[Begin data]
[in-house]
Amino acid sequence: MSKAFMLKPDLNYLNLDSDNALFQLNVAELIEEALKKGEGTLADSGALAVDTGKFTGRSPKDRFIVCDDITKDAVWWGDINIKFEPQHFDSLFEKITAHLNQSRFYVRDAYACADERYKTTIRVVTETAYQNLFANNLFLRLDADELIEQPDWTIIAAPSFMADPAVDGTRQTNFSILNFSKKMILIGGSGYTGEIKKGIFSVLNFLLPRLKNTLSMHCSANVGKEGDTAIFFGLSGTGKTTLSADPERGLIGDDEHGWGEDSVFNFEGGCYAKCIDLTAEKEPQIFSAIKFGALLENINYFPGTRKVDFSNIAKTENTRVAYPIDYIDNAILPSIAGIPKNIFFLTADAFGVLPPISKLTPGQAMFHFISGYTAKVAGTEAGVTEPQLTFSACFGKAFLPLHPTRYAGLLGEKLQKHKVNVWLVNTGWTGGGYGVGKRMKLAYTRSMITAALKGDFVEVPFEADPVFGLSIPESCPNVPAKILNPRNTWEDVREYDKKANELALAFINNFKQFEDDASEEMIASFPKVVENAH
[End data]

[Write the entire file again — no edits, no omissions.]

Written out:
[in-house]
Amino acid sequence: MSKAFMLKPDLNYLNLDSDNALFQLNVAELIEEALKKGEGTLADSGALAVDTGKFTGRSPKDRFIVCDDITKDAVWWGDINIKFEPQHFDSLFEKITAHLNQSRFYVRDAYACADERYKTTIRVVTETAYQNLFANNLFLRLDADELIEQPDWTIIAAPSFMADPAVDGTRQTNFSILNFSKKMILIGGSGYTGEIKKGIFSVLNFLLPRLKNTLSMHCSANVGKEGDTAIFFGLSGTGKTTLSADPERGLIGDDEHGWGEDSVFNFEGGCYAKCIDLTAEKEPQIFSAIKFGALLENINYFPGTRKVDFSNIAKTENTRVAYPIDYIDNAILPSIAGIPKNIFFLTADAFGVLPPISKLTPGQAMFHFISGYTAKVAGTEAGVTEPQLTFSACFGKAFLPLHPTRYAGLLGEKLQKHKVNVWLVNTGWTGGGYGVGKRMKLAYTRSMITAALKGDFVEVPFEADPVFGLSIPESCPNVPAKILNPRNTWEDVREYDKKANELALAFINNFKQFEDDASEEMIASFPKVVENAH